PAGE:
WASHINGTON: Columbia River Toxic Site Proposed for Superfund

Bradford Island

OLYMPIA, Washington, September 8, 2021 (ENS) – Today the U.S. Environmental Protection Agency announced it wants to add Bradford Island at Bonneville Dam to the National Priorities List, known as the Superfund cleanup list.

From 1942 until 1982, the U.S. Army Corps of Engineers used Bradford Island as a landfill for discarded electrical equipment that leached toxins into the Columbia River. This resulted in high levels of toxic polychlorinated biphenyls, PCBs, in resident fish that are the highest anywhere in the Pacific Northwest.

In fact, fish near the highly contaminated Columbia River site have some of the highest levels of PCBs in the country, although during the last cleanup activity at the site in 2007 the Army Corps of Engineers removed PCB-contaminated sediments from the river.

The most recent sampling, in 2011, of sediments, clams and smallmouth bass indicate that PCB concentrations are still too high to protect fish living nearby, and people who eat them. PCBs in smallmouth bass were found at concentrations as high as 183,140 parts per billion. A safe level for human consumption of fish is less than one part per billion.

Both the Oregon Health Authority and the Washington State Department of Health have “Do Not Eat” fish consumption advisories in effect for the area.

Laura Watson, director of the Washington State Department of Ecology, says an EPA Superfund listing would provide much needed resources to clean up this site that presents ongoing toxic exposure to people, plants, and animals.

“This is great news for protection of the Columbia River,” said Watson. “The Columbia is a cherished resource for the residents of Washington and Oregon, and the people of the Yakama Nation. We are hopeful that this highly contaminated site will finally get the resources it needs to ensure a cleaner river with healthier salmon.”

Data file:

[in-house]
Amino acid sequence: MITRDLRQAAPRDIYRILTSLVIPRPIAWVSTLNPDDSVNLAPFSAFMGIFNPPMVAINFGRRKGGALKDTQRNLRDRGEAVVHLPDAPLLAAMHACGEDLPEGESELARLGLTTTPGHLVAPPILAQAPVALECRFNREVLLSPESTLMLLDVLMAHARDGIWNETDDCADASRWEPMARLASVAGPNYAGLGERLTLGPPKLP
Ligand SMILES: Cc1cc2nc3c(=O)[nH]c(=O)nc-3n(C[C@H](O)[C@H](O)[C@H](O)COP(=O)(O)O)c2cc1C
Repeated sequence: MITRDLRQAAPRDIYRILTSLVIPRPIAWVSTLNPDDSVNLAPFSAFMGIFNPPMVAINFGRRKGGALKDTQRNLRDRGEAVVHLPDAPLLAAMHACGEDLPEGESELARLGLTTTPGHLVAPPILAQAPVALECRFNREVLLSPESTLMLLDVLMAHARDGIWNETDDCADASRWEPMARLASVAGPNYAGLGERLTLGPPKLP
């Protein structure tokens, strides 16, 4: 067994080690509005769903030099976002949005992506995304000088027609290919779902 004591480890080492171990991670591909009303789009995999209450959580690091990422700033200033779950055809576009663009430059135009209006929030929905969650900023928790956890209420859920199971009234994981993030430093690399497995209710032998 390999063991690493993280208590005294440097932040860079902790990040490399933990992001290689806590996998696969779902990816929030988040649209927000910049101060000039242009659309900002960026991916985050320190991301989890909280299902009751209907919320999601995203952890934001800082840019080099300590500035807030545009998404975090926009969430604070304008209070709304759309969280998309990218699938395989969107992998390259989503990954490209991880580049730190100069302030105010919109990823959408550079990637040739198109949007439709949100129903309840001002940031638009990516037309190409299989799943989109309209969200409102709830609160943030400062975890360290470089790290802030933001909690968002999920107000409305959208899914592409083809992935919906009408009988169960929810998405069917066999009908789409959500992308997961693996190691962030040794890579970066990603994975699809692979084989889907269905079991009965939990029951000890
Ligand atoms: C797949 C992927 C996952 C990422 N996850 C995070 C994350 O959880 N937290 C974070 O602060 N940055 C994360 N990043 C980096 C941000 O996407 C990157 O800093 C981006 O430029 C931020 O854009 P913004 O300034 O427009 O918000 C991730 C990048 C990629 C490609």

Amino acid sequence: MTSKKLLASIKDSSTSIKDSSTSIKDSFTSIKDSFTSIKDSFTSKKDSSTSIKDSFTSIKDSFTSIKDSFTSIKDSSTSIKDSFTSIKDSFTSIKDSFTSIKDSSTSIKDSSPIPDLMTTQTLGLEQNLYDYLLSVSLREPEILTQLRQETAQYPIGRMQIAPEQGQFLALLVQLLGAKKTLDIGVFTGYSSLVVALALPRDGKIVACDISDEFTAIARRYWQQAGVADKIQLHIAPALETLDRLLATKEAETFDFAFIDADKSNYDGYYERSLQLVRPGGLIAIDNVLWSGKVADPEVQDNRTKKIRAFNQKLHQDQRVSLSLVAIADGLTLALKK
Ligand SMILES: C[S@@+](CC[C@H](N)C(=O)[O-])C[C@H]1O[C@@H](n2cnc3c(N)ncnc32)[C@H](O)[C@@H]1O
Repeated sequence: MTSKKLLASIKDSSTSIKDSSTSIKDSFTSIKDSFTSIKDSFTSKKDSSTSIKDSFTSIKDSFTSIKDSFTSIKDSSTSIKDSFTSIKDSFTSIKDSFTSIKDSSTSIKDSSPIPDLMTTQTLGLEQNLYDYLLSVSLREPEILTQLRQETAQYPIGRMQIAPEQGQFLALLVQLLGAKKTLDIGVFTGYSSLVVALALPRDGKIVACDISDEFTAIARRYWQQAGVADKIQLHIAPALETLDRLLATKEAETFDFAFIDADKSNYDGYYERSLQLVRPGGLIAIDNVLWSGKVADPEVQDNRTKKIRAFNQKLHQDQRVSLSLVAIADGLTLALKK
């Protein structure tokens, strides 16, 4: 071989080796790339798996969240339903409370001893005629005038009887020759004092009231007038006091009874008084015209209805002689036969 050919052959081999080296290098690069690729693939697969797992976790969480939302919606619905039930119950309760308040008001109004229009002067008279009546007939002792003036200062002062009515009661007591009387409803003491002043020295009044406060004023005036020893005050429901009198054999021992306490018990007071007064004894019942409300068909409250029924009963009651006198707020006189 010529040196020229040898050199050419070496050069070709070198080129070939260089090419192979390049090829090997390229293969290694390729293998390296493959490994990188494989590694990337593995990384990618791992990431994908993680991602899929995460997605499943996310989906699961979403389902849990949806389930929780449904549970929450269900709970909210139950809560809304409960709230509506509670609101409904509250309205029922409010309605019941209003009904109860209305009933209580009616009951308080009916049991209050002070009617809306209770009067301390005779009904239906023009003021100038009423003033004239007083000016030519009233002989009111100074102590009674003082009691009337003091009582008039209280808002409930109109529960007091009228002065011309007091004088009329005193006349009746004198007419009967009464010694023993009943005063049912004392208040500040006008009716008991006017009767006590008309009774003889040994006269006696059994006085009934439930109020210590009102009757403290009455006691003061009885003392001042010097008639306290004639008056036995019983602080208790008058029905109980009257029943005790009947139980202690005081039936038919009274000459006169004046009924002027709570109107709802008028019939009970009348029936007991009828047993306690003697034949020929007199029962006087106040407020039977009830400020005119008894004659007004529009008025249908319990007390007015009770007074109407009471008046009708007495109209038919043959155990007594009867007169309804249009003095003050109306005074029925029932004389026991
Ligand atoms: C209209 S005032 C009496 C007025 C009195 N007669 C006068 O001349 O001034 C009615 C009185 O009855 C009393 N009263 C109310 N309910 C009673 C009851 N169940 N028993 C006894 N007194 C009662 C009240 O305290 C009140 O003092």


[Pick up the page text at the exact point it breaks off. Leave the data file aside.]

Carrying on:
“A healthy Columbia River is essential for our people and the salmon that are central to our culture,” said Davis Washines, government relations liaison for Yakama Nation Fisheries.

“We are excited to be moving forward and work collaboratively with EPA and the Corps to ensure cleanup results in a sustainable river and healthy fish that are safe to eat,” Washines said.

The proposed listing comes after Ecology, the Oregon Department of Environmental Quality, and the Yakama Nation sent two jointly signed letters urging the EPA to add the site to the National Priorities List.

“A lot of hard work, planning, and collaboration happened to get us here today,” said Richard Whitman, director of the Oregon Department of Environmental Quality. “We look forward to our continued partnership with Ecology and the Yakama Nation to ensure this important resource is cleaned up.”

The next step in the Superfund process is for EPA to publish a public notice about the proposed listing in the Federal Register and issue a public notice so community members can comment on the proposal. If, after the comment period, the site still qualifies for cleanup under Superfund, it will be formally listed on the National Priorities List.

Featured image: Bradford Island Visitor Center, Bonneville Lock and Dam, Washington, October 22, 2017 (Photo by R.J. Cox)

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